In 1949, he and my mother were engaged. He went into local politics and was elected to the city council, ran for state representative two years later and was narrowly defeated. On Veterans Day weekend in 1951, Roland Alfred Merullo and Eileen Frances Haydock were wed, and, after a brief honeymoon in Washington, D.C., they moved into the four-room apartment above my father's parents.
In 1952, my mother suffered a miscarriage in her fourth month of pregnancy. In 1953, she bore Roland, Jr., the first of three sons. In 1954, with my mother and me waiting in the car, my father, who had been out of work for the past several weeks, walked into the offices of the Volpe Construction Company in Malden, without an appointment, and asked the boss for a job. The boss, John Volpe, future Governor of Massachusetts, Secretary of Transportation in the Reagan administration, and Ambassador to Italy, gave him a job, not as an engineer but as a worker in the gubernatorial campaign of a man named Christian Herter.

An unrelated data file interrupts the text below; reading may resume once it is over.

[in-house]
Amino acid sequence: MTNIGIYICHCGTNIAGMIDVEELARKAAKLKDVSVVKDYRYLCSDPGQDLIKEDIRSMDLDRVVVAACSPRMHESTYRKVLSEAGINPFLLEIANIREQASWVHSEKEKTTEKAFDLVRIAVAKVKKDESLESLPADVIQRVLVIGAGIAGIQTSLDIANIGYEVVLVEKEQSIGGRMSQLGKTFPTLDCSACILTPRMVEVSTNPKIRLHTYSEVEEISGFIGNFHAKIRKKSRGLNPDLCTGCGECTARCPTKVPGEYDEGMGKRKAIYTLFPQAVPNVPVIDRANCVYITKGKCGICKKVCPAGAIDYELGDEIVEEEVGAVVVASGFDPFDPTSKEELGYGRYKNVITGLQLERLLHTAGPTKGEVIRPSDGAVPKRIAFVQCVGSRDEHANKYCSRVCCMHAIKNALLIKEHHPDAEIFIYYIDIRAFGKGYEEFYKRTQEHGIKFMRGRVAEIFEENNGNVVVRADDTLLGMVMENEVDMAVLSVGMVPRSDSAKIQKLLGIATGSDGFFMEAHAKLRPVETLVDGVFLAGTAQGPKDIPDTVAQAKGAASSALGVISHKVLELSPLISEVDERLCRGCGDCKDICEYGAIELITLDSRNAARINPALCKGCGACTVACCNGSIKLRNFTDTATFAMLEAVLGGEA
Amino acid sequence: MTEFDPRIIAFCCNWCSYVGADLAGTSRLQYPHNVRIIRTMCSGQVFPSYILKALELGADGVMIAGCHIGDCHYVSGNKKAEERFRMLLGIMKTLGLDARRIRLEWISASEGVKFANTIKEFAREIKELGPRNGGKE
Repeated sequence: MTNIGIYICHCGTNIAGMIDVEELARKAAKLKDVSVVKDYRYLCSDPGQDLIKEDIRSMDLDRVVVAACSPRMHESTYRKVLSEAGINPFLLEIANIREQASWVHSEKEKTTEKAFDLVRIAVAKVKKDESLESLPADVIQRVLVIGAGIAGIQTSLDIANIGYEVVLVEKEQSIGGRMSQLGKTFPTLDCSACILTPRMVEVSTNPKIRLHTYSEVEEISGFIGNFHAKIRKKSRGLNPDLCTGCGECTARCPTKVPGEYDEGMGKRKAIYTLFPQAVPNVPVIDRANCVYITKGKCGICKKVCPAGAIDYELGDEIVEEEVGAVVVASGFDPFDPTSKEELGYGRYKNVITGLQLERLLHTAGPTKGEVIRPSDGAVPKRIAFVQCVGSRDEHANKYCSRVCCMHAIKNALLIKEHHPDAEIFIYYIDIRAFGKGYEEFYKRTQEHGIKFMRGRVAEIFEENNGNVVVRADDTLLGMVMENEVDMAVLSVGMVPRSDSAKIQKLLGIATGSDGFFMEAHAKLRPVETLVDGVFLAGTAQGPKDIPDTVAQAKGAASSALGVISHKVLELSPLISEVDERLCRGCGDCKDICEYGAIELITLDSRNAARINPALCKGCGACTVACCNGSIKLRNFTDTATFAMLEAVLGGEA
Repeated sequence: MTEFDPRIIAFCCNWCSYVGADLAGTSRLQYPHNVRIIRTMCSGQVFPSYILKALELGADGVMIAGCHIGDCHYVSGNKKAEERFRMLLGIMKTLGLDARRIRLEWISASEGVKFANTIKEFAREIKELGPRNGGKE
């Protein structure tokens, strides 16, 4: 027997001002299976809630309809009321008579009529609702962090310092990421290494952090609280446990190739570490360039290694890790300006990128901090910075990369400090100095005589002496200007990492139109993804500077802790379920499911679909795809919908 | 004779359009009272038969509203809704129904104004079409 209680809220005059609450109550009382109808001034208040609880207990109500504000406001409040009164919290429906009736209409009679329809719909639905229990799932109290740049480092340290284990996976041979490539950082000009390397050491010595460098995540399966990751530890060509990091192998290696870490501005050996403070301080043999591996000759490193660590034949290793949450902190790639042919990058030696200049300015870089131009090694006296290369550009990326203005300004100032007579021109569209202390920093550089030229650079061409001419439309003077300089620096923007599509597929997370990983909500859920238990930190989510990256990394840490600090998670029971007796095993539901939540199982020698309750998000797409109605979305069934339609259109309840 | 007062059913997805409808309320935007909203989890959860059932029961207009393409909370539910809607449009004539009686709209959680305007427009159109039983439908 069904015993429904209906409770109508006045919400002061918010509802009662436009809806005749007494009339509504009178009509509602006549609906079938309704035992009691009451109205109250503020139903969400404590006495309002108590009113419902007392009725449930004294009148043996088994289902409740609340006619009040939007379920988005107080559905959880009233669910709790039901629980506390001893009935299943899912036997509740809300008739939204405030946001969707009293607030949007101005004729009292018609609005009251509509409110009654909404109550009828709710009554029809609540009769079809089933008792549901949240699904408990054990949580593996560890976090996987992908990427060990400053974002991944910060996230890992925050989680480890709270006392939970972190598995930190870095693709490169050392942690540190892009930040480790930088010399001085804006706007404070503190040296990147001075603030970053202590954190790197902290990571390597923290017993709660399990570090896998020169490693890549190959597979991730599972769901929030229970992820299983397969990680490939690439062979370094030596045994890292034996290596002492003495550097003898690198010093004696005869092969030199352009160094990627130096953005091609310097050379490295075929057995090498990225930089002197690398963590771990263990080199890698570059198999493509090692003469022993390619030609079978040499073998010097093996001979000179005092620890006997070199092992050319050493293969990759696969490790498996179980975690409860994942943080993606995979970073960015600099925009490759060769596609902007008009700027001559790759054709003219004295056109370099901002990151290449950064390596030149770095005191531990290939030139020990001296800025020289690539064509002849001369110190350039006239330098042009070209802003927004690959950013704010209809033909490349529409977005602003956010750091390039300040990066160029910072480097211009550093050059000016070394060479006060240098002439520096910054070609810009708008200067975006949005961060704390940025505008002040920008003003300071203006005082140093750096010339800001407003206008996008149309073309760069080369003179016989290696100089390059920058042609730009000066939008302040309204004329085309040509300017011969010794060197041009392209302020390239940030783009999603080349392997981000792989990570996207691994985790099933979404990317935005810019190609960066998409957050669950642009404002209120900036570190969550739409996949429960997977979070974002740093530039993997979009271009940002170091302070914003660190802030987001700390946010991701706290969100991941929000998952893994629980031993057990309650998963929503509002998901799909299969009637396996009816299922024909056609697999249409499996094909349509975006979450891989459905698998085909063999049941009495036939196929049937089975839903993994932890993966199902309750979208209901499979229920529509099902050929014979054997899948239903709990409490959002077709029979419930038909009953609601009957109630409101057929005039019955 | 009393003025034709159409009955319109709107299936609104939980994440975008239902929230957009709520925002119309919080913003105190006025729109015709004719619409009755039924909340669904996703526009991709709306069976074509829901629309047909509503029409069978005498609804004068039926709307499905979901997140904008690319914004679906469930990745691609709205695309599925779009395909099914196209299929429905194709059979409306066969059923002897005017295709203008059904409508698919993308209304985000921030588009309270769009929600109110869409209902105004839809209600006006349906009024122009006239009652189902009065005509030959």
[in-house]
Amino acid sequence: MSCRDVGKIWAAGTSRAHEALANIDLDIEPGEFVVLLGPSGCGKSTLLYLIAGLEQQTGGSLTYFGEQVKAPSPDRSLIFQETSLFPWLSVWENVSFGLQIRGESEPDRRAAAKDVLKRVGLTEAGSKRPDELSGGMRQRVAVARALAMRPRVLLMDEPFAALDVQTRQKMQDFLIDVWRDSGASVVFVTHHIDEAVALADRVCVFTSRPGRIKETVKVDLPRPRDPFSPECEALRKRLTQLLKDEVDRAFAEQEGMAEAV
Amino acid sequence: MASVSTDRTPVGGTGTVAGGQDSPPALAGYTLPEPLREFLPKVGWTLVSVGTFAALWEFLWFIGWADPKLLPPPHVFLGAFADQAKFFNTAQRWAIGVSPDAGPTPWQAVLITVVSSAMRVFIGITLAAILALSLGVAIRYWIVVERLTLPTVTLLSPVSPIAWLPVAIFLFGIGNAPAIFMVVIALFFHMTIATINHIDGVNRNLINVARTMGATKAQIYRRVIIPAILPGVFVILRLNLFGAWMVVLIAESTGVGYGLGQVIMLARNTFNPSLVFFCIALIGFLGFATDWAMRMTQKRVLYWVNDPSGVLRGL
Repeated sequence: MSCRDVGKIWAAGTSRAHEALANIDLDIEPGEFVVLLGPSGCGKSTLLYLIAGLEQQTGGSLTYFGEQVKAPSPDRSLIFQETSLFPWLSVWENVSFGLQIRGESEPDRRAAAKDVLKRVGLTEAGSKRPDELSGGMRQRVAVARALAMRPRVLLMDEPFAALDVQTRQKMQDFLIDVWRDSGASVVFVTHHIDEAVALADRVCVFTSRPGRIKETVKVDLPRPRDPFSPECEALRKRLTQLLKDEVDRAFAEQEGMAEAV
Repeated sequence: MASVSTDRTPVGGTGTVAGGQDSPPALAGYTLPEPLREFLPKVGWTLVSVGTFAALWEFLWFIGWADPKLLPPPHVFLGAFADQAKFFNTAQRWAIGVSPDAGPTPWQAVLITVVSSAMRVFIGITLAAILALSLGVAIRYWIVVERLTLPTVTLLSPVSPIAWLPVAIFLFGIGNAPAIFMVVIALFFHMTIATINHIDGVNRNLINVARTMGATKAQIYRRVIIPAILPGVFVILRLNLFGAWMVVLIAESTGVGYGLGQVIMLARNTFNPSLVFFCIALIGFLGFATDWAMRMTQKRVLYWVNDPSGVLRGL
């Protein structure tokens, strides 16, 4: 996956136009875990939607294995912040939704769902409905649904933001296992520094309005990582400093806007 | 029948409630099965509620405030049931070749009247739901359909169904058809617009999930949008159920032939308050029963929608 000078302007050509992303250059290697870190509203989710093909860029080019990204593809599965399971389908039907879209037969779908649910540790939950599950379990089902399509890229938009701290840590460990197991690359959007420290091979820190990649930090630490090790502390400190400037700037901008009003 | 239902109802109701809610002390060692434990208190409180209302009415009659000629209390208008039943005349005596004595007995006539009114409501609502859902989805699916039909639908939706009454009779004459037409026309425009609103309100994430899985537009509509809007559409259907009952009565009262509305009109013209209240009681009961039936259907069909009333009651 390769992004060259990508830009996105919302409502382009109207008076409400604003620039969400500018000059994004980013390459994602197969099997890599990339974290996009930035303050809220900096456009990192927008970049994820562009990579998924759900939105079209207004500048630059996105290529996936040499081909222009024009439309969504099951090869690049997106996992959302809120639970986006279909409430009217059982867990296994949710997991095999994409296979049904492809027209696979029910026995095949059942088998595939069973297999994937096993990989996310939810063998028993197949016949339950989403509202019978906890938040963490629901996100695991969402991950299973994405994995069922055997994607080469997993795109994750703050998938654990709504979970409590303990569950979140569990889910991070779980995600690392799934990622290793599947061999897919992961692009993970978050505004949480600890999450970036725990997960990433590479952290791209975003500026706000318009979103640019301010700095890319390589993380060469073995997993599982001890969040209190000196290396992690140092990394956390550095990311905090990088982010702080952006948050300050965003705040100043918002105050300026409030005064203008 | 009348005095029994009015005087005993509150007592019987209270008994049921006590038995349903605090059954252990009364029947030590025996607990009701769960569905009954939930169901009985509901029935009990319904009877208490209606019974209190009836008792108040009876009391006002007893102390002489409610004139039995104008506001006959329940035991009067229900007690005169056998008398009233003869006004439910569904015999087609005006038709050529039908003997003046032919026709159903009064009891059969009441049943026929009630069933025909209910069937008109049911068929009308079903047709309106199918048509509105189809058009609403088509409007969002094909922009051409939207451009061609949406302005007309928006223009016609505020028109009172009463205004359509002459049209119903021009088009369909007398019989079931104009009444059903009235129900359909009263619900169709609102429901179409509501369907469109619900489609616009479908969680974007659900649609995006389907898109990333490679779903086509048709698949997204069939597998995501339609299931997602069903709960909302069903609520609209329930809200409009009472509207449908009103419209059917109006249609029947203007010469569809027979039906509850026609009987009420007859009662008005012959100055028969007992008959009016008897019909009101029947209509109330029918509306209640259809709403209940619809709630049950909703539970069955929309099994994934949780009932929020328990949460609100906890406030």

There began an unlikely association that would radically change the course of my father's life. Herter was tall, lanky, and wealthy, and displayed in his speech, clothing, and posture all the entitlements and credentials of what would later come to be known as the White Anglo-Saxon Male Power Establishment. And my father was a big-chested, six-foot Italian who had never spent a week outside his neighborhood, who had not been to college, or to Europe, or even to Vermont, for that matter; a Republican in a nest of Democrats; white and male but entitled to nothing and wanting everything.